What should be included in a facility use policy? One of the elements that should be included in the policy is whether or not you will charge a fee for use of the facility? In the earlier illustration of the wedding event, not charging for use of the space provided the church greater latitude in policing the ministry's policies. Many churches and ministries choose to charge an incidental or cleaning fee that covers the cost of operating the facility during time of use. However, if no specific rental fee is charged, certain legal requirements can be avoided.

The policy should also clearly state that all uses of the facility should align with the ministry’s code of conduct and statement of faith (further illustrating how important these two documents are to any ministry). This topic was discussed in our previous episode, which can be accessed from our website. In general, the policy should state that all events and uses must be consistent with the ministry's faith and practice. This information should be clearly articulated to anyone who desires to utilize the facility.

The second area of concern regarding facility use policies involves commercial liability and premise liability insurance policies. Just recently, we were served a lawsuit for one of our partner churches. The ministry was sued because a young man wandered off into another section of the church, climbed a ladder into the attic, and fell through the ceiling, requiring multiple surgeries. This one-time incident became a significant lawsuit. Insurance did not cover the specific incident because it was not an approved use of the building, and the child was not attending a church function at the time.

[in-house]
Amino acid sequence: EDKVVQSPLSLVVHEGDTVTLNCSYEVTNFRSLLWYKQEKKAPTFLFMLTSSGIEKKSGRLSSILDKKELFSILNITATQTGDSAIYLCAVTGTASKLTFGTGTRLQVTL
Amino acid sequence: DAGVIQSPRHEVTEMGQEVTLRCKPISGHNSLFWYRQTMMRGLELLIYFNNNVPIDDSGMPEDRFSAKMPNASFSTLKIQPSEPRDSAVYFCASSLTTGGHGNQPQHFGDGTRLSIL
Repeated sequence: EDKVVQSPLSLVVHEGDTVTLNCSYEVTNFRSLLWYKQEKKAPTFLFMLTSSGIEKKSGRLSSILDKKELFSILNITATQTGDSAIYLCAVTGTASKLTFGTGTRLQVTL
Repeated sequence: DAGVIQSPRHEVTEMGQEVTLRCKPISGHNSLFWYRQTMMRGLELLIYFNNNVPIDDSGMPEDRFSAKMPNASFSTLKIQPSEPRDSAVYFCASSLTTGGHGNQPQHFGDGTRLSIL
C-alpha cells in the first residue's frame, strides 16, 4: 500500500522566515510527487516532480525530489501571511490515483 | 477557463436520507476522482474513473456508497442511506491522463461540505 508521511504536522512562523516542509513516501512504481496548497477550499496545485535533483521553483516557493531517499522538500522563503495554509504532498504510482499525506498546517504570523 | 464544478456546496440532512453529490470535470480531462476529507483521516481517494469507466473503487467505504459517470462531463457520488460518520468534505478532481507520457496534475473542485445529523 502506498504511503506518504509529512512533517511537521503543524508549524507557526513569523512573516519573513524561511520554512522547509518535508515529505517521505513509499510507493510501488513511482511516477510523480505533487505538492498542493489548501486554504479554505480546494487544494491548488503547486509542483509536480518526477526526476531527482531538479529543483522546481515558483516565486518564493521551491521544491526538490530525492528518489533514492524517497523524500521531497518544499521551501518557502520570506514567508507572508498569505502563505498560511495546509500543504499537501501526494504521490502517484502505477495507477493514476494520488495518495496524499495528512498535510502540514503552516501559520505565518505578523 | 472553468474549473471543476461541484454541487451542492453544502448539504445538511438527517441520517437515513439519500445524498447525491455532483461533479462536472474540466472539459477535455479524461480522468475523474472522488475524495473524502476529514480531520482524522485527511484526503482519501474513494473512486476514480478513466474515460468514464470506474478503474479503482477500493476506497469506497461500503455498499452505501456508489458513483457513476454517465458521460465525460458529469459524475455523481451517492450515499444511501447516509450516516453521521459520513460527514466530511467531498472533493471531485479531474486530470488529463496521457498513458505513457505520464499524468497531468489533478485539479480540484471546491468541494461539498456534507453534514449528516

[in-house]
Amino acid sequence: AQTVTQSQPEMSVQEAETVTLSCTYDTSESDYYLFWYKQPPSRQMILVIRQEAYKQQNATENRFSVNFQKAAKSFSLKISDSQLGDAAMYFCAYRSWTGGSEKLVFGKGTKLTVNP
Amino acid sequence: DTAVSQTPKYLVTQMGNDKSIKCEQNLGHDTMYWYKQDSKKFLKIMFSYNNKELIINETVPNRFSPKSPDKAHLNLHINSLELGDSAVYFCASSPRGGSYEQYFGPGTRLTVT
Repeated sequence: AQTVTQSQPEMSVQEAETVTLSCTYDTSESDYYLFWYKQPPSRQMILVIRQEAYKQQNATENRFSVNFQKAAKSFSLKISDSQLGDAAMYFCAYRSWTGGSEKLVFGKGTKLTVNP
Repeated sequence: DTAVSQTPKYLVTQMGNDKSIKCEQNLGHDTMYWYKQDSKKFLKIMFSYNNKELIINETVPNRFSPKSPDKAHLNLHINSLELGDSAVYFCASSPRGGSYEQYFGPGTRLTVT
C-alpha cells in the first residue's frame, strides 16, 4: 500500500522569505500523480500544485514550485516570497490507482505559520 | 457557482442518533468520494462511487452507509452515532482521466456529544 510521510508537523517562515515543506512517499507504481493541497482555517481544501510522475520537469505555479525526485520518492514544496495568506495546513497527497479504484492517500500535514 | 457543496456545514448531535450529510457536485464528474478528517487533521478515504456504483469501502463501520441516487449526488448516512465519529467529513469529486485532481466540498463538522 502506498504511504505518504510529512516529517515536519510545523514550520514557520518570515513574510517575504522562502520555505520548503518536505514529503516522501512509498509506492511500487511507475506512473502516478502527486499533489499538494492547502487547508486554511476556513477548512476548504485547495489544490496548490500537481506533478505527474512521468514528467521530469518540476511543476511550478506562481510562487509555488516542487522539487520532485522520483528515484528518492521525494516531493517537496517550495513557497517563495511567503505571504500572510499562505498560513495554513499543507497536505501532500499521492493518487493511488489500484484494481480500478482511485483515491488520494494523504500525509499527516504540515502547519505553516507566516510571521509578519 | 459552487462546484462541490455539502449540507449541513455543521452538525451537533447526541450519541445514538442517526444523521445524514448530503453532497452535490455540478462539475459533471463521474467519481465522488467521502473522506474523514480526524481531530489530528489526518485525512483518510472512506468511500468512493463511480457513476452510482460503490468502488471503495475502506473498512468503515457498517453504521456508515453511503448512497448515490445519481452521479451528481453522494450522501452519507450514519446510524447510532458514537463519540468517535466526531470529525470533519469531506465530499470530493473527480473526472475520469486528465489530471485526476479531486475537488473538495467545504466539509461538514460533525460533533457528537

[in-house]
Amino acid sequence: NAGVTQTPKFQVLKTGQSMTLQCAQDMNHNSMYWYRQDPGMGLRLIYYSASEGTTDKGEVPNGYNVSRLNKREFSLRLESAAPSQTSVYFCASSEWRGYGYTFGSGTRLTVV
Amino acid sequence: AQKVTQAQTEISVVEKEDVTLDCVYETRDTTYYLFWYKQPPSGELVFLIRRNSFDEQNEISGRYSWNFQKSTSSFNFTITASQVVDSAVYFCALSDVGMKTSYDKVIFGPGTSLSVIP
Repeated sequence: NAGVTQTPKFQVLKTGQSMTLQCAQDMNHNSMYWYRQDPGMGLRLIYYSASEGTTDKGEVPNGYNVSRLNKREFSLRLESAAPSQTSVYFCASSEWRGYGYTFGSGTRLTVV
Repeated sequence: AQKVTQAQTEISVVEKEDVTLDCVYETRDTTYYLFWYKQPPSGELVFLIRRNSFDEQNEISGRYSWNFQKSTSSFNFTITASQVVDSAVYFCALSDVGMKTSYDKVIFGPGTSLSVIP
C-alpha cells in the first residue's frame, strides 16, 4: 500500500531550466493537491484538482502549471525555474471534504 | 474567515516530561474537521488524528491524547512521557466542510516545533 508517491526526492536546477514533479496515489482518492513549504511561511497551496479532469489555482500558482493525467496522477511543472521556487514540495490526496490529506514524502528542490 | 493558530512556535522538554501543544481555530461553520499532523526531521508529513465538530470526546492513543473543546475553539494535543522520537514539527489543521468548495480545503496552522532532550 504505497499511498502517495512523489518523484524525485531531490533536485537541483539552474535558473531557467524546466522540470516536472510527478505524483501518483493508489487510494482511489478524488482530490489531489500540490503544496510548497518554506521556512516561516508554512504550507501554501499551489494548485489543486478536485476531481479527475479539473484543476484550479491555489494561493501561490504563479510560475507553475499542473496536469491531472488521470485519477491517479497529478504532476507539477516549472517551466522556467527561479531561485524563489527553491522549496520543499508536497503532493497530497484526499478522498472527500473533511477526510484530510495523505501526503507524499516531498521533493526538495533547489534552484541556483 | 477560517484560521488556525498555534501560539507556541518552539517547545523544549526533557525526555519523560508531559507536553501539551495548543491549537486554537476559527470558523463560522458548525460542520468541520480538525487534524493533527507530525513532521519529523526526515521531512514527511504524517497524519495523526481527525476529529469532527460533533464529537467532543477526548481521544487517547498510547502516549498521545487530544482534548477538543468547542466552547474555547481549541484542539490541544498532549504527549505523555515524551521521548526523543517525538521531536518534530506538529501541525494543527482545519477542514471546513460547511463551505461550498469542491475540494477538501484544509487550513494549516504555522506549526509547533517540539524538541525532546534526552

How can I avoid not having adequate coverage? Anyone who utilizes your facility for any type of function should be covered. For instance, if a Christian school basketball team practices and plays games at the facility, the Christian school should maintain a policy that covers the practices and games while at the facility. The church that owns the facility should be named an additional insured on the policy. This overlap in coverage ensures the church is not vulnerable to having their insurance deny a claim while the Christian school's insurance declines the claim. Every group that uses the facility should be covered by an insurance policy, either the church's policy or the group's policy.

How can I find out if our insurance covers these scenarios? It would be best if you had a conversation with your insurance carrier or provider to discuss each way your facility is currently used. The world has become way too litigious, even with Christian school parents, to believe that you “will never get sued.” Protecting your church and ensuring that one incident does not risk your ministry’s assets is vitally important to your church's good stewardship.

At the NCLL, we want your ministry to experience “maximum ministry with minimum liability.” Spend time ensuring your facility use policy is up to date and adequately protects your ministry from potential uses that could harm your ministry. You can send your policies to, and our legal team will review them to help ensure you’ve covered all the necessary areas of concern.